Second, foreign intervention stirs age-old Jewish fears, because the non-Jewish world’s track record on protecting Jews is lousy: See the Holocaust, Inquisition, Crusades, pogroms and expulsions from country after country. Even many Jewish holidays commemorate failed attempts to annihilate the Jews (including Passover, Hanukkah and Purim).

Consequently, this fear is ingrained in the psyches of all but the most secular Jews, and certainly in Netanyahu’s voters, who tend to be more traditional. So when he talked about “money from abroad” and “foreign governments,” his voters instinctively heard this as “people who don’t have our best interests at heart.”

Third and most important, however, was the track record of these foreign-funded NGOs themselves. Many Israelis would instinctively oppose anything these NGOs support, because they demonstrably don’t have Israel’s best interests at heart.

Take, for instance, B’Tselem, the Israeli NGO most frequently cited by the infamous Goldstone Report on the 2009 Gaza war. The Goldstone Commission was unabashedly created to be a lynch mob. First, it was set up by the viciously anti-Israel UN Human Rights Council, whose only country-specific permanent agenda item is condemning Israel. The HRC has condemned Israel 61 times since being established in 2006, compared to five for Iran, one each for ISIS and Boko Haram, and zero for Egypt, Saudi Arabia, Qatar and Hamas. Second, the commission’s explicit mandate was to investigate Israel alone, not Hamas. Finally, the very resolution that established the commission had already declared Israel guilty of war crimes, including deliberately targeting civilians. The commission’s job was merely to provide “evidence” for that predetermined conclusion, and it duly produced a report so biased that its own lead author later repudiated it.

Thus no NGO with Israel’s best interests at heart should have cooperated with Goldstone. But B’Tselem didn’t just cooperate; it eagerly plied the commission with anti-Israel libels liked inflated civilian casualty figures (compare its figures to this). Indeed, as B’Tselem unblushingly admitted in January, whenever it’s uncertain whether casualties were civilian or combatant, it labels them civilian – then accuses Israel of excessive civilian casualties.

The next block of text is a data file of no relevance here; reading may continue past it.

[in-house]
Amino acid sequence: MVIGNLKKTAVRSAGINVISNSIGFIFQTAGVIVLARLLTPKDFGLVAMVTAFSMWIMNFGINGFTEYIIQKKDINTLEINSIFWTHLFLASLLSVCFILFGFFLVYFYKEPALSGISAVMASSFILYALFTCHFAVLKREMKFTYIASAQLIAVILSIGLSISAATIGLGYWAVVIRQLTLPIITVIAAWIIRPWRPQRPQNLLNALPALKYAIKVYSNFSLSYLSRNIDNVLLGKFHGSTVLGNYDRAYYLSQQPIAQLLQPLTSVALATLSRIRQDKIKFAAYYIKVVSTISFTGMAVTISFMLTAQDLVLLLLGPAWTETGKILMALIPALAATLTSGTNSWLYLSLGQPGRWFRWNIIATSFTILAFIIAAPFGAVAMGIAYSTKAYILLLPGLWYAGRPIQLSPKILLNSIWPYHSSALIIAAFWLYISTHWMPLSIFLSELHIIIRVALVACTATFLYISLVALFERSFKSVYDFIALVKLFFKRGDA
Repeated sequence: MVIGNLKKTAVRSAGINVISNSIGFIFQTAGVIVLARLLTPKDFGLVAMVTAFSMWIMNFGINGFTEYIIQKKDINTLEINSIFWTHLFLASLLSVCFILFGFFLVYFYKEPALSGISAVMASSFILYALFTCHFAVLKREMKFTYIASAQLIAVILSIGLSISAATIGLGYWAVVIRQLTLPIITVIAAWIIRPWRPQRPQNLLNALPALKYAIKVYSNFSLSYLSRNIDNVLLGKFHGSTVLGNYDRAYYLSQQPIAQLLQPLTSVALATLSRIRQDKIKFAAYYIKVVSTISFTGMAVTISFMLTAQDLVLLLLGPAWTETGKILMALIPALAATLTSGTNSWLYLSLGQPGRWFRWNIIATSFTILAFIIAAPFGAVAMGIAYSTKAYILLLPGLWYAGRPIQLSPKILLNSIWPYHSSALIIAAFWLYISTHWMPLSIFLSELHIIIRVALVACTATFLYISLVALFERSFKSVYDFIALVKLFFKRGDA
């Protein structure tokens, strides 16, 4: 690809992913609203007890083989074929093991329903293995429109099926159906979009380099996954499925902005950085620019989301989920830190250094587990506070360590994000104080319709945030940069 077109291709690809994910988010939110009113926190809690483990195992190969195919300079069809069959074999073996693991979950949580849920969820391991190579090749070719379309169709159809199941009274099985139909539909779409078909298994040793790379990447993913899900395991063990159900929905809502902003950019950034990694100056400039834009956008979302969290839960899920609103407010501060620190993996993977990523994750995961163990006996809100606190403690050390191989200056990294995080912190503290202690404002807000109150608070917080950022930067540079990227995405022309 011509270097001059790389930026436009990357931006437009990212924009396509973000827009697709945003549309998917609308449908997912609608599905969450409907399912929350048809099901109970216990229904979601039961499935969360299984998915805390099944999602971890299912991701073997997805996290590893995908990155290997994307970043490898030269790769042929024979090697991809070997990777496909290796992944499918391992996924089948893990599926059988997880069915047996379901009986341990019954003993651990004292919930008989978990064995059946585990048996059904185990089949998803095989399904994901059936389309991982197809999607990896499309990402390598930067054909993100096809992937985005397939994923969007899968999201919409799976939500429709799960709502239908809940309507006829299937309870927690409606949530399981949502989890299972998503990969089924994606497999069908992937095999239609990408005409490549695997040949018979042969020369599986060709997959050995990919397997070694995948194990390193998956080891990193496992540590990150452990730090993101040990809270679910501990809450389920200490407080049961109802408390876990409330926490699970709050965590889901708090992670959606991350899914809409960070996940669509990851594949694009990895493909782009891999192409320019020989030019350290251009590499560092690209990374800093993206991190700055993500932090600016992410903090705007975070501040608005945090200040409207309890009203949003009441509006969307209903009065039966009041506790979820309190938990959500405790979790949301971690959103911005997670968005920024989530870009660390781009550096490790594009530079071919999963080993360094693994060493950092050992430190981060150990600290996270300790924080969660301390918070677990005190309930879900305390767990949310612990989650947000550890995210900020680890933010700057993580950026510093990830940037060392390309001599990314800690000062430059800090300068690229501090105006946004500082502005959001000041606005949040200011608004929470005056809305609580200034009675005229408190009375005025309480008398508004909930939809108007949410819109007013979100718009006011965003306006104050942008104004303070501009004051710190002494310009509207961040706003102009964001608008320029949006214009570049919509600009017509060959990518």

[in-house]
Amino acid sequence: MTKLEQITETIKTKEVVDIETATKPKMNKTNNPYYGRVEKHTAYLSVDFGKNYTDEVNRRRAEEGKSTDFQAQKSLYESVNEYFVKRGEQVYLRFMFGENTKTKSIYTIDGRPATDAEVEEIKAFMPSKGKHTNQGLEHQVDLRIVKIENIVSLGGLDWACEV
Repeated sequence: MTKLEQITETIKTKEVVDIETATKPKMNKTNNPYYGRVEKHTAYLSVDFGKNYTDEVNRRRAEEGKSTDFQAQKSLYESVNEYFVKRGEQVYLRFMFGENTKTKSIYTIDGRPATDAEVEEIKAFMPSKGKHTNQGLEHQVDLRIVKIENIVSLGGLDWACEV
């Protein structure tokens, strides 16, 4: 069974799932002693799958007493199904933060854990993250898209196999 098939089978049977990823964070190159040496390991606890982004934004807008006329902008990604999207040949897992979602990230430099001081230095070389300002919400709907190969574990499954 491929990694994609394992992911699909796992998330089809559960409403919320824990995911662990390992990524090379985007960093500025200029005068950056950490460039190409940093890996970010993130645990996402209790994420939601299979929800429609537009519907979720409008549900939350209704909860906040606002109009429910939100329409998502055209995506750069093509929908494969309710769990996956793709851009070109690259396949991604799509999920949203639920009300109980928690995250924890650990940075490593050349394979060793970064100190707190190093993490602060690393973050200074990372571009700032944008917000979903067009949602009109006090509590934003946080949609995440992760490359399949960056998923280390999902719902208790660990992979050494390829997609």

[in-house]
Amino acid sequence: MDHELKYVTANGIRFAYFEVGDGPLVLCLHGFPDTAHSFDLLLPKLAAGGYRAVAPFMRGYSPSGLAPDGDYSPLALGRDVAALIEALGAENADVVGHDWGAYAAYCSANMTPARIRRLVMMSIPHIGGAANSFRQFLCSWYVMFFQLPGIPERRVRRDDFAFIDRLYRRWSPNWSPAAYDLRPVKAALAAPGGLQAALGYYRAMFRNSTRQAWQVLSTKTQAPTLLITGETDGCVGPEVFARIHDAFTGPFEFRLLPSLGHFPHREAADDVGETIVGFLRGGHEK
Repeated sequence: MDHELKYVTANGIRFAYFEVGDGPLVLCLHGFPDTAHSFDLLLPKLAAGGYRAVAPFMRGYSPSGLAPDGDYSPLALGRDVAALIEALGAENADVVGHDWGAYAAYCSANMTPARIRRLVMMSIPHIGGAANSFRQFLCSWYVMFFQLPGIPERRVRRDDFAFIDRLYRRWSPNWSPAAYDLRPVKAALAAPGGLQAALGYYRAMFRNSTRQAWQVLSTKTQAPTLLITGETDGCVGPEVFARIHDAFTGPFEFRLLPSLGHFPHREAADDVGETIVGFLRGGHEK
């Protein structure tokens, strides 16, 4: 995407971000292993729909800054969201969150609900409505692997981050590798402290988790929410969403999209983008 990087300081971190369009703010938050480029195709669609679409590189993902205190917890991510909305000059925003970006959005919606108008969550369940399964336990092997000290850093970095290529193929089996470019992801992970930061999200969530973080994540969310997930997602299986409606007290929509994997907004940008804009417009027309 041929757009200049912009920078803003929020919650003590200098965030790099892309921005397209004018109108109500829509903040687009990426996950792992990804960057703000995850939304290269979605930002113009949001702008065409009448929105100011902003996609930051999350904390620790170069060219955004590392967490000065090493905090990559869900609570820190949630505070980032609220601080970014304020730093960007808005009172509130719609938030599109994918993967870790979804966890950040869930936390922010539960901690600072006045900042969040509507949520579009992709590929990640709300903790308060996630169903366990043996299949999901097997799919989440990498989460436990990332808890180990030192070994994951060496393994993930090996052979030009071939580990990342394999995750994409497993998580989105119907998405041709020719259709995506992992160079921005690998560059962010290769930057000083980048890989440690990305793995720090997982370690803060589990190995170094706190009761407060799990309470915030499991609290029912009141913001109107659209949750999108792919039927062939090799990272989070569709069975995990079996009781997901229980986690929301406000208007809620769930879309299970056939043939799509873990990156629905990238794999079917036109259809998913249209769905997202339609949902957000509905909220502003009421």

Or take Adalah, the Legal Center for Arab Minority Rights in Israel. Its stated goals include eliminating Israel’s Jewish majority by relocating millions of descendants of Palestinian refugees to it. That’s an explicit provision of Adalah’s proposed “Democratic Constitution,” which even terms this a necessary condition for an “equal and democratic” society. In other words, Adalah deems Israel an undemocratic, apartheid state unless it agrees to voluntarily self-destruct.

Nor are B’Tselem and Adalah unique; they are merely two of dozens of similar organizations – all virulently anti-Israel, and all funded mainly by foreign governments, either directly or via foreign NGOs. As NGO Monitor reported in 2011, European governments spend more money “promoting civil society” in the Mideast’s only democracy than they do in all other Middle Eastern countries combined – $75 million to $100 million a year.